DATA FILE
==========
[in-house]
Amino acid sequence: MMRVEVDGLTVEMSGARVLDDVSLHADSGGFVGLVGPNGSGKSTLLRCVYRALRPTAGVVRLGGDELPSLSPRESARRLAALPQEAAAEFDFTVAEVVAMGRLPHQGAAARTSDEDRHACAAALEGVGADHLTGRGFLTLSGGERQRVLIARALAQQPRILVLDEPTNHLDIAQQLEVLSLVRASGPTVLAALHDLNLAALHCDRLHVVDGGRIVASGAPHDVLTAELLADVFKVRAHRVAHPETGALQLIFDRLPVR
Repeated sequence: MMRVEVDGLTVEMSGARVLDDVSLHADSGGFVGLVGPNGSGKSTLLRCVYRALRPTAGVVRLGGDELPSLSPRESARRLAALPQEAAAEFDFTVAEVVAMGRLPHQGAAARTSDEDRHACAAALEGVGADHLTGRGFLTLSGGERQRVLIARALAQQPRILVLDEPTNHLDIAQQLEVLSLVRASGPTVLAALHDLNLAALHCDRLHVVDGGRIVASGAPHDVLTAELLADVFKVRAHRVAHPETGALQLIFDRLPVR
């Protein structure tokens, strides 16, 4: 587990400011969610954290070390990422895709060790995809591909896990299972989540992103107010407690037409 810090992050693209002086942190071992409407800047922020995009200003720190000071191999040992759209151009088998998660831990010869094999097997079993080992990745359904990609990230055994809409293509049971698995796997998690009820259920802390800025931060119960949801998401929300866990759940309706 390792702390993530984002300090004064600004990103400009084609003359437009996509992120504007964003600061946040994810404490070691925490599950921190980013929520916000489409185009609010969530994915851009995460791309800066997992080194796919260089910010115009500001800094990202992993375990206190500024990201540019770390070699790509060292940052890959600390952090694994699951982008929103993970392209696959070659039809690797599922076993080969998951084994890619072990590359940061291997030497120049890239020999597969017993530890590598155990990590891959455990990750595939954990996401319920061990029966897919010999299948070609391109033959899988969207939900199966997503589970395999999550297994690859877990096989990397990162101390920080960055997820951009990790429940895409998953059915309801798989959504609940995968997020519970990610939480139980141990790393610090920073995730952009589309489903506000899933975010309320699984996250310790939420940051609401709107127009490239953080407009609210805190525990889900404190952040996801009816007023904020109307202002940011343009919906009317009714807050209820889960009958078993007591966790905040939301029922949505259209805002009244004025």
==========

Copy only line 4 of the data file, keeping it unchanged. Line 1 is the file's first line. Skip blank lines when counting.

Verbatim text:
């Protein structure tokens, strides 16, 4: 587990400011969610954290070390990422895709060790995809591909896990299972989540992103107010407690037409 810090992050693209002086942190071992409407800047922020995009200003720190000071191999040992759209151009088998998660831990010869094999097997079993080992990745359904990609990230055994809409293509049971698995796997998690009820259920802390800025931060119960949801998401929300866990759940309706 390792702390993530984002300090004064600004990103400009084609003359437009996509992120504007964003600061946040994810404490070691925490599950921190980013929520916000489409185009609010969530994915851009995460791309800066997992080194796919260089910010115009500001800094990202992993375990206190500024990201540019770390070699790509060292940052890959600390952090694994699951982008929103993970392209696959070659039809690797599922076993080969998951084994890619072990590359940061291997030497120049890239020999597969017993530890590598155990990590891959455990990750595939954990996401319920061990029966897919010999299948070609391109033959899988969207939900199966997503589970395999999550297994690859877990096989990397990162101390920080960055997820951009990790429940895409998953059915309801798989959504609940995968997020519970990610939480139980141990790393610090920073995730952009589309489903506000899933975010309320699984996250310790939420940051609401709107127009490239953080407009609210805190525990889900404190952040996801009816007023904020109307202002940011343009919906009317009714807050209820889960009958078993007591966790905040939301029922949505259209805002009244004025």